“The next phone will have a pair of glasses form factor, where the world becomes the display.” This was one of the statements Sumat Mehra, SVP & GM of Mobile Xperi, made during our talk in Shanghai and it stuck with us. Especially since in the past couple of weeks, OEMs have been all about changing and improving the form factor of phones. The touchscreen got slimmer, bigger and more recently, bezel-free. The changes were subtle but as we move in the realm of AR and holograms, the mobile world will be turned upside down again, just like in the early 2000s. Interested to see the quirkiest handsets from that decade?
1. The Taco, also known as Nokia N-Gage, is largely considered a flop nowadays, in part due to its shape. Even if users would have gotten used to that (since it’s very similar to handheld gaming consoles), the position of the microphones made answering calls kind of ridiculous. Placed on one side of the device, not on the front, the mics forced the users to talk by holding the phone sideways.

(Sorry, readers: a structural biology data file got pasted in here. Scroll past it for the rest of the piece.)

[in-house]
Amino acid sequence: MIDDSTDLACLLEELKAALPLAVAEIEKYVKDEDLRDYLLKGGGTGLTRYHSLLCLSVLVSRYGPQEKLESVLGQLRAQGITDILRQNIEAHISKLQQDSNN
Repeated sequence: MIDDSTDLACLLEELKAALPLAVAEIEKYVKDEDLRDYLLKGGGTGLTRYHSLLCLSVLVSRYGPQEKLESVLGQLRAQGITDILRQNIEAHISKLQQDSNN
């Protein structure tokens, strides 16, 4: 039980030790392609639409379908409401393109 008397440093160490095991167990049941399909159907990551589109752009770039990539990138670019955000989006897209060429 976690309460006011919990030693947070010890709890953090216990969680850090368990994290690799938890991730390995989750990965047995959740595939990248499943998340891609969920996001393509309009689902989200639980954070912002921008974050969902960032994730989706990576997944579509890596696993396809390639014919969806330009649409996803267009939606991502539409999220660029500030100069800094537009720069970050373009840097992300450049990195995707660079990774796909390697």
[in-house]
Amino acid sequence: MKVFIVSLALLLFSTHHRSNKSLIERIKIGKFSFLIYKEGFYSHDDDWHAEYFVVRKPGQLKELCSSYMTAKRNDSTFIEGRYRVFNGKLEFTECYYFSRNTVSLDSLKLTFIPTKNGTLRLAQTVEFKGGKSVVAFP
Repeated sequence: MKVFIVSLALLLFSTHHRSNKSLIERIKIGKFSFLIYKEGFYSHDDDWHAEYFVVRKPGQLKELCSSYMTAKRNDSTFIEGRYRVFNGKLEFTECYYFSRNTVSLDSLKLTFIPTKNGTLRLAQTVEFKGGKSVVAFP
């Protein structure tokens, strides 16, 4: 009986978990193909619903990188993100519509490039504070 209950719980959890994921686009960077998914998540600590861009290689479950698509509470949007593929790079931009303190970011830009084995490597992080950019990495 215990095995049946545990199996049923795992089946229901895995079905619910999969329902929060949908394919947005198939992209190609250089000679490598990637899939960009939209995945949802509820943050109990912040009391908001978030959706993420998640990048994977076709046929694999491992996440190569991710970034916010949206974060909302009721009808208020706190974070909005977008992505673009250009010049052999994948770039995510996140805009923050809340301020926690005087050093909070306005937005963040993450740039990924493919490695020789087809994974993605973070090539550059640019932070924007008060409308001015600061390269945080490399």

2. The Mixed phone, a blend of swivel and flip phone mechanisms (more about them, below). Nokia N90 was that complicated phone which could swivel four ways. Thanks to its mechanism, you could use it as a regular flip phone or turn it into more of a video camera (see above). It was also known as the Transformer – pretty appropriate if you think about it.
3. The Multi-screen phone was best represented in 2012 by the YotaPhone. This device has two displays, one on the front and the other one on the back. While the front one is a regular LCD screen, the second one shows information in e-ink. A sequel launched in 2014 with a 4.7 inches e-ink back display, running on Qualcomm Snapdragon 801 processor and featuring an 8MP camera.
4. The Watch phone isn’t quite what you’d expect. While current smartwatches have preserved the wristwatch shape as much as possible, this Z1 Android Watch-Phone has tried to slap on a tiny phone on a wristband. The result leaves a lot to be desired:
5. The Swivel phone was all the rage a decade ago with companies fighting to interpret the design in an appealing way for consumers. One of the models we all remember very well is the rounded square Motorola Flipout. Honestly, this device looks so much better than the watch-phone hybrid, right?
These are, by far, the most quirky handsets created more than 10 years ago. Of course, some memorable designs shaped the mobile market in significant ways and have been crucial for the evolution of the mobile phone:
- Brick – Motorola DynaTAC, anyone?
- Flip or clamshell
- Slider – did you know the Nokia N95 slided in two ways to reveal either media playback buttons of a keypad?
How will mobile phones change in the next decade? Will they be shaped by the user experience, be it gaming, AR or holograms, and how will that look like?